Biologit has been very intentional about how our software engineering practices and guiding principles. This is described in our Software Development Life Cycle (SDLC) document. The SDLC was authored in consultation with industry practitioners who are engaged in building validated software for life sciences and gathering industry best practices and complements the AIDLC for building AI-based software products.
Data quality is monitored on all stages of development and after an AI model is released. Some of our operational processes include:
Apply data quality controls for labeled data, along with labeling quality checks by pharmacovigilance SMEs.
In production, the data pipeline is monitored for missing, corrupted or incomplete files, and is designed for redundancy in case of failures.
Ensure data quality is sufficient for making model predictions safely, according to the input specification described in the fact sheet.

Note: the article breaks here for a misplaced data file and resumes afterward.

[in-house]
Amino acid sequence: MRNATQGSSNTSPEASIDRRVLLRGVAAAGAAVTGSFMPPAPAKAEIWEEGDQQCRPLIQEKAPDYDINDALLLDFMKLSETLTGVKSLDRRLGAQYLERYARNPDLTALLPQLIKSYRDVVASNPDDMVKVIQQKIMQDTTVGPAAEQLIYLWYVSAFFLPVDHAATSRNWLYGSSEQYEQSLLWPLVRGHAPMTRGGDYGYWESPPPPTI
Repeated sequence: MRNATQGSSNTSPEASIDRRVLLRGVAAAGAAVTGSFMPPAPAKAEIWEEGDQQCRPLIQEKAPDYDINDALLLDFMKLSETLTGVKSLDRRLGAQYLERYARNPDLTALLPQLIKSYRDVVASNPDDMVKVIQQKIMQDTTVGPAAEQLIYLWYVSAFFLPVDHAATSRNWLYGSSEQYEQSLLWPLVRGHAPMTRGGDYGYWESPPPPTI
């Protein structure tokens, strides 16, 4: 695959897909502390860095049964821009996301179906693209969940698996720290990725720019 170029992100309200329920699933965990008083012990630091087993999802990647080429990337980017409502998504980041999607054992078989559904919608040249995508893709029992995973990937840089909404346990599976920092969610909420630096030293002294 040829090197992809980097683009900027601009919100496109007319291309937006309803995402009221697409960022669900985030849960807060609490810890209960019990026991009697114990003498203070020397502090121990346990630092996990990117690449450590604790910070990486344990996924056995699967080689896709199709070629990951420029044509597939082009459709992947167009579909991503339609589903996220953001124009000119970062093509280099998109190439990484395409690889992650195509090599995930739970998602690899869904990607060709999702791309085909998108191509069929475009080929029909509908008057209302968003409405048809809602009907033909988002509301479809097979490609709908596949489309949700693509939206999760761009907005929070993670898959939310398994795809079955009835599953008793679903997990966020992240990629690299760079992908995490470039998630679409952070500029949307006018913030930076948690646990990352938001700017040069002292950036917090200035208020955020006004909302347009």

Data used in training models is selected by pharmacovigilance experts considering quality, provenance and traceability of each record before being eligible as a potential candidate for the dataset. All data used for training models is version controlled.
Security is part of our risk management and continuous improvement processes including regular audits of our cloud infrastructure, review of security policies and data access.
Risk management is an ongoing activity that permeates the above concerns: regular risk reviews for the AI development and platform operation ensure we maintain a feedback loop from SMEs, clients and internal monitors.